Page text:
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Roanoke Island Festival Park named Business Garden of the Season

By Christine Dorsey

If you ever question the beauty of Roanoke Island, and I can’t imagine why you would, take a walk around Festival Park in Manteo, Roanoke Island Garden Club’s Business Garden of the Season for winter 2019. Even when most gardens slumber in the chill of February, Festival Park blooms with berries and blossoms and verdant shades of green.

A tour with executive director of the park Kimberly Sawyer and groundskeeper Otis Sykes is a special treat. Sykes, a self-taught gardener and plant lover, came to the park over twenty years ago from The Elizabethan Gardens. He can tell you the name of most, if not all, of the vegetation on the grounds, along with when it was planted and who, if anyone, donated it.

Festival Park is about twenty-five acres surrounded by the Roanoke Sound, reached by driving, pedaling or walking across the Cora Mae Basnight Bridge. Once on the island, you feel as if you are in a natural wonderland. Sawyer refers to Festival Park as Manteo’s “Central Park.” There are American holly, heavy with red berries, and pyracantha, equally festooned with orange berries. A water area, kept natural, with weeping willows and umbrella plants, with irises in three colors (we have to wait till spring to see them in bloom) settles around a walking bridge.

Sweet bay trees and yew plants and soft pink flowered camellias line the boardwalk. Roses clinging to their late blooms await their winter trim. Not in bloom now, but with their vegetation adding multiple shades of green, are azaleas and oleander. Continue on the path and there are tall sasanqua or yuletide camellias with red petals and joyous yellow centers. Guarding the entranceway to the pavilion grounds is a burgundy loropetalum covered with tiny purple flowers. Inside the gate, besides the breathtaking views of the sound, are fatsia japonica with their white pom pom style blooms, magnolias and a bed of what seems like hundreds of daffodil sprouts peeking through mulch. Leading down to the sound is a tall hedge of Russian olive that smells heavenly in the fall. The grassy area is dotted with oaks, both live and deciduous, maples with small bundles of mistletoe nestled in a branch or two, loblolly pines and bald cypress.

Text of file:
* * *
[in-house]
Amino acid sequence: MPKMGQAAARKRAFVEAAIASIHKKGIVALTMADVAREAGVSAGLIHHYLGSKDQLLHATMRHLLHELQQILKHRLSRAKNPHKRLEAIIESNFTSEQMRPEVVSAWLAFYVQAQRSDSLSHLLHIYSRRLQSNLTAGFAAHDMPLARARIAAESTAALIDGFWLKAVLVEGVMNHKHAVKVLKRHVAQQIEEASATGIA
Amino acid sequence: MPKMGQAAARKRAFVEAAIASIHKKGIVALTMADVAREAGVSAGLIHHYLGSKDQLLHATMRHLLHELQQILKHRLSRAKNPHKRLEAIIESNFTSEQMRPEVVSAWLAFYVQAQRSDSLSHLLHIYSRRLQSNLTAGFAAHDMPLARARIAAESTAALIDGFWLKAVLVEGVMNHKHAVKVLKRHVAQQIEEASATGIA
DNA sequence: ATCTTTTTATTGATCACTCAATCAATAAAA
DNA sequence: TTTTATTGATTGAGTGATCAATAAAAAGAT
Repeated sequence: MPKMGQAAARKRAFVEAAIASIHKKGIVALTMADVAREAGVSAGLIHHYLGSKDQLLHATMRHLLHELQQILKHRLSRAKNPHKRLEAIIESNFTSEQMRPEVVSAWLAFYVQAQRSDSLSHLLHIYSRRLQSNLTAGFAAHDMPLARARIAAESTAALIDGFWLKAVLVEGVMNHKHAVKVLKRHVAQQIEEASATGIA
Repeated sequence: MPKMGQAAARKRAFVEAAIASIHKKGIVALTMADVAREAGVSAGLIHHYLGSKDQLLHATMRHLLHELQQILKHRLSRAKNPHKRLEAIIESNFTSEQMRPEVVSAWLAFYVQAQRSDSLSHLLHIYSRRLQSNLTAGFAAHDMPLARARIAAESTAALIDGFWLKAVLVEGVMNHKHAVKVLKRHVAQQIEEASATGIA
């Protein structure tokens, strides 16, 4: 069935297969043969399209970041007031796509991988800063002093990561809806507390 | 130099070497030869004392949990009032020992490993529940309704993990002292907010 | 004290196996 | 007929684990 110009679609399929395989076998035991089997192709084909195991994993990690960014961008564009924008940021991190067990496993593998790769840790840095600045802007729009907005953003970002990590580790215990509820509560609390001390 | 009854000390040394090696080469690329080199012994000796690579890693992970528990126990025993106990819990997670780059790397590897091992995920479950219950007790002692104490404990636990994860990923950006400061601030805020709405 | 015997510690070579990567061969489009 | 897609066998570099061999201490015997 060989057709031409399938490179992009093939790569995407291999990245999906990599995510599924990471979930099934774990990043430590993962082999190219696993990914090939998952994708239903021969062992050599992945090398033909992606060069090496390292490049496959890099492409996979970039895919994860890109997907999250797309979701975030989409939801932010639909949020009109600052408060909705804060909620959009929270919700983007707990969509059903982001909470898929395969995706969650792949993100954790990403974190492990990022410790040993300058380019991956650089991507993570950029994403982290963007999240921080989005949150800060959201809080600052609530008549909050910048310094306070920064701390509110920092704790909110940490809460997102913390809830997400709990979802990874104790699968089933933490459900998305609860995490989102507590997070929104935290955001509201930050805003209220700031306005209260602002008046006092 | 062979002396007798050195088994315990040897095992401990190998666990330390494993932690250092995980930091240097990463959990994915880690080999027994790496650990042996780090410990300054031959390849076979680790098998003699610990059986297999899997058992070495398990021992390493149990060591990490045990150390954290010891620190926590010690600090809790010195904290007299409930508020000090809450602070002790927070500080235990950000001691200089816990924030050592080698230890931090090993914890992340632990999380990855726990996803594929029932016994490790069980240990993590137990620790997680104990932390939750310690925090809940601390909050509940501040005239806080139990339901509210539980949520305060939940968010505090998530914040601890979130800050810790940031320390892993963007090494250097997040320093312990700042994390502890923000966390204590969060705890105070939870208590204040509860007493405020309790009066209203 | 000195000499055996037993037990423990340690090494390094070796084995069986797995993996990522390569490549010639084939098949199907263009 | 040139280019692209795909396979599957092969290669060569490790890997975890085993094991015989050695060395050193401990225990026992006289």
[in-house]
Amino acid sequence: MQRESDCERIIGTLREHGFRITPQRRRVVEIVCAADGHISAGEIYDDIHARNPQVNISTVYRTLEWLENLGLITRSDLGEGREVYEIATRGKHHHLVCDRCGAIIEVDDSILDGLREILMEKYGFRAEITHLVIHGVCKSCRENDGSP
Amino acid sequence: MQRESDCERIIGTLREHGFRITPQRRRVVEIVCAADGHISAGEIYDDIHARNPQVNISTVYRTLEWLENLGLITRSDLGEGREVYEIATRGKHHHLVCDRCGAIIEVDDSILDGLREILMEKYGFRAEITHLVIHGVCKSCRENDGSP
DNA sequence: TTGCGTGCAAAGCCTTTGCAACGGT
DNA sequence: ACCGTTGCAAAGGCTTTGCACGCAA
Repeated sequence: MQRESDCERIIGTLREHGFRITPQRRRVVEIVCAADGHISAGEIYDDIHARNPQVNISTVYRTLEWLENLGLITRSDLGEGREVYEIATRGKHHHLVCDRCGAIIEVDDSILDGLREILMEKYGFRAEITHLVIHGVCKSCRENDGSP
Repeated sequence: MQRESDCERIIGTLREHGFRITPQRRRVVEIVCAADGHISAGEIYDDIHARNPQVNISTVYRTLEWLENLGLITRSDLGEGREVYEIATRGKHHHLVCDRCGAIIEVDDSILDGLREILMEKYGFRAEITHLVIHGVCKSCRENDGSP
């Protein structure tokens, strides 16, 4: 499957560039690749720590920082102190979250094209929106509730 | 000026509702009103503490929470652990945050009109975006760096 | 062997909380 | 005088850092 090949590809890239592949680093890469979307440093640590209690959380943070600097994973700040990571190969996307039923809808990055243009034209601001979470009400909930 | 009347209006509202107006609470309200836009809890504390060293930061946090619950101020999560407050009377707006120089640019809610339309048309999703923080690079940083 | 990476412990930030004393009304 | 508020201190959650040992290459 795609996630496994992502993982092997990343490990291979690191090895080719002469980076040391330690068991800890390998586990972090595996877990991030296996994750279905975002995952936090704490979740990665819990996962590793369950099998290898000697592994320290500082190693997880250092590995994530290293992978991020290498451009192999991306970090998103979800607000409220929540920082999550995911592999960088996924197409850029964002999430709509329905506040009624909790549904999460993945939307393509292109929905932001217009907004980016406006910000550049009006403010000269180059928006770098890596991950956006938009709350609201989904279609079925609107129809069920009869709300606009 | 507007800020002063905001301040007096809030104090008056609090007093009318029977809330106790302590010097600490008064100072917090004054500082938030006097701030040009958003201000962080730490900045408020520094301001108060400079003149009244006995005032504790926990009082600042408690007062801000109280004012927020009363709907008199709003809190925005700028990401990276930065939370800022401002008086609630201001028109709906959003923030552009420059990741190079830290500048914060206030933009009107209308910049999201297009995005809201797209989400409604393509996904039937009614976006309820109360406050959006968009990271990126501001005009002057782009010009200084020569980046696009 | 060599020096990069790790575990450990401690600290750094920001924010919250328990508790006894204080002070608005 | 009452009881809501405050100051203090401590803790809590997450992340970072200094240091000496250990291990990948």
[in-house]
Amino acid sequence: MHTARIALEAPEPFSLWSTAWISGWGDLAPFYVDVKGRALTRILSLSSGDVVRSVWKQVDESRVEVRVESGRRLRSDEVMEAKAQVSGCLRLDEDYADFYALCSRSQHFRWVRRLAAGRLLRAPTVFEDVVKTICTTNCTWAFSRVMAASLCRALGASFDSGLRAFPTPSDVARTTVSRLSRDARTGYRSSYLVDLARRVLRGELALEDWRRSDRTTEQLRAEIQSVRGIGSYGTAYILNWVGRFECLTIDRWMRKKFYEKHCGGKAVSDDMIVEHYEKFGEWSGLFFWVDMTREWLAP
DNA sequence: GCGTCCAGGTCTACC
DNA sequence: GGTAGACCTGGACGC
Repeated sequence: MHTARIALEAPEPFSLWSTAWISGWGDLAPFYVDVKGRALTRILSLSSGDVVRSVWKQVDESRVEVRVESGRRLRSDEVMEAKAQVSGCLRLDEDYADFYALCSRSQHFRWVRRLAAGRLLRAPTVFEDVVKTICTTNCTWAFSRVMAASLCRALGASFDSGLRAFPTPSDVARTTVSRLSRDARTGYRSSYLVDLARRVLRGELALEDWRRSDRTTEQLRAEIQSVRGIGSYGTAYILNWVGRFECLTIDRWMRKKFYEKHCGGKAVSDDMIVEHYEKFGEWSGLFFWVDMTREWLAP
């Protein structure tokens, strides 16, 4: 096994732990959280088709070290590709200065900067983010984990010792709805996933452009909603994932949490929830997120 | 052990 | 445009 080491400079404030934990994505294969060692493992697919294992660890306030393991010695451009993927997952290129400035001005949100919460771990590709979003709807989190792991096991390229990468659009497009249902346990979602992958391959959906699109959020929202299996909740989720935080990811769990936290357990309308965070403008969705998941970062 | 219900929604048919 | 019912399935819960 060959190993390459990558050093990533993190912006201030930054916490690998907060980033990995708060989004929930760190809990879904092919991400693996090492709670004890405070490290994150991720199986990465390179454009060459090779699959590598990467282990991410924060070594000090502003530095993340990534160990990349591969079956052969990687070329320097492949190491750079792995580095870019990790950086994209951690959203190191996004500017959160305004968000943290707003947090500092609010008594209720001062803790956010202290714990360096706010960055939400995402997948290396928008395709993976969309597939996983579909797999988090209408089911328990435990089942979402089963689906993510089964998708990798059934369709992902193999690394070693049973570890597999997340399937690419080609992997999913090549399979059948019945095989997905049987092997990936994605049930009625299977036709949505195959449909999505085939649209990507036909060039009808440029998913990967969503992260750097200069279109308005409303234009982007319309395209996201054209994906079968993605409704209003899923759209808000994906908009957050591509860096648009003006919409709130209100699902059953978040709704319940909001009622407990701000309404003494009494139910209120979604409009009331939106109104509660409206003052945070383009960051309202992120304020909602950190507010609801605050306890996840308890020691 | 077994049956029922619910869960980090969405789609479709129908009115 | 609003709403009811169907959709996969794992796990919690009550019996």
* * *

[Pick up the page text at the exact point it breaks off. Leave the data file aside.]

The island is so vast, the plants so varied and beautiful, it’s hard to do it justice in an article.  So do yourself a favor and take a walk or ride to Festival Park, a “jewel” of Roanoke Island.

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